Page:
The ballasting and launching of the LCVP’s directly into Wonsan harbor described in the article was changed in mid-1952 after North Korean artillery struck the USS Cabildo during this ballasting-deballisting process. Every boat had to stay manned while the well deck was flooded, until it was drained and sailor power chained the boats down with appropriate lumber supports. Later, the Navy changed the process to launch MSB’s by the use of the LSD’s cranes. Four remaining LCVP’s containing heavy submarine batteries that powered their magnetic minesweeping cables, could not be launched by crane, because their plywood construction would not hold the weight of these batteries. Therefore, they were still launched out the stern gate of the LSD (Four Boats Only) with a partial ballasting. They would then back up to the LSD stern first to accept their 1,500 foot magnetic tails, previously flaked down in the well deck.

See two previous posts on this Blog Aug 2, 2012 and Aug 9, 2012 including the movie of the LSD ballasting down in 1952.

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Little Sweeps Clear Way For Big Ships – All Hands Magazine – November 1952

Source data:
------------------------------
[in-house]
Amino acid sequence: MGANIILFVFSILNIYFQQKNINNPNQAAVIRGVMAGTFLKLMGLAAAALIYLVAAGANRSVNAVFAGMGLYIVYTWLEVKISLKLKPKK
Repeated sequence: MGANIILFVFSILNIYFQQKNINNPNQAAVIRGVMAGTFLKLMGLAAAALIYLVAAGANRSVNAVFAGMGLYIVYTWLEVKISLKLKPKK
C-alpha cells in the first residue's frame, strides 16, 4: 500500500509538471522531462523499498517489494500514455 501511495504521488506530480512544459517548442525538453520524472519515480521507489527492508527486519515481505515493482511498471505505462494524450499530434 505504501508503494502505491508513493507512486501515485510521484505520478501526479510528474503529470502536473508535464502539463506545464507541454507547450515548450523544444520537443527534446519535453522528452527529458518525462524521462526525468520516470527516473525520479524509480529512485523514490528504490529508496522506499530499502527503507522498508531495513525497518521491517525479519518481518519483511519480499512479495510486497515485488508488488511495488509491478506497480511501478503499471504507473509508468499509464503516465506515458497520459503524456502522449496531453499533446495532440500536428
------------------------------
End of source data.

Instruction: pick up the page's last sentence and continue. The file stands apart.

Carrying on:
Little Sweeps Clear Way For Big Ships

W.J Miller QMC USN, a writer for the USN All Hands Magazine wrote a nice 6 page story on the AMS minesweepers (136″) and the CoMinRon 3 Boat Division sweepers (36′) - Which were later redesginated as Mine Sweeping Boat Division ONE for the remaider of the Korean War. Following the Korean Armistice in August 1953, the unit became Mine division – 111 homeported in Sasebo. In 1958 it was further redesignated Mine Division – 33 and reorganized to report to COMINRON THREE/MINFLOT 1 Sasebo.

Ed Sinclair

Posted in CoMinRon 3, Korean War, LCVP, Mine Division 33, Mine Sweeping Boat Division ONE, Mine Sweeping Launches 36', minesweeping, MSB-1, Russian Made Mines, Size 5 Oropesa, USN EOD, USS Cabildo LSD-16, USS Epping Forest | 1 Comment

Men Of The Mine Sweepers – Nov 10,1951 – Colliers Magazine

“Men Of The Mine Sweepers Colliers 1951

Charlotte Knight, Colliers War Correspondent, produced a nice article (attached) on AMS operations of COMINDIV Three in Korea during a fall 1951 visit to these minesweepers. These were primarily YMS designs of WWII that were converted to Auxiliary Mine Sweepers, and given ship names. The YMS Series (>425) were only given hull numbers during WWII. Fifty keywords of ship names commanding officers and key personnel are also listed in the complete article.

Posted in Boat Minesweeping Unit, CoMinRon 3, Korean War, LCVP, Mine Sweeping Boat Division ONE, minesweeping, MSB-1, Russian Made Mines, Size 5 Oropesa, USN EOD, USS Epping Forest | 1 Comment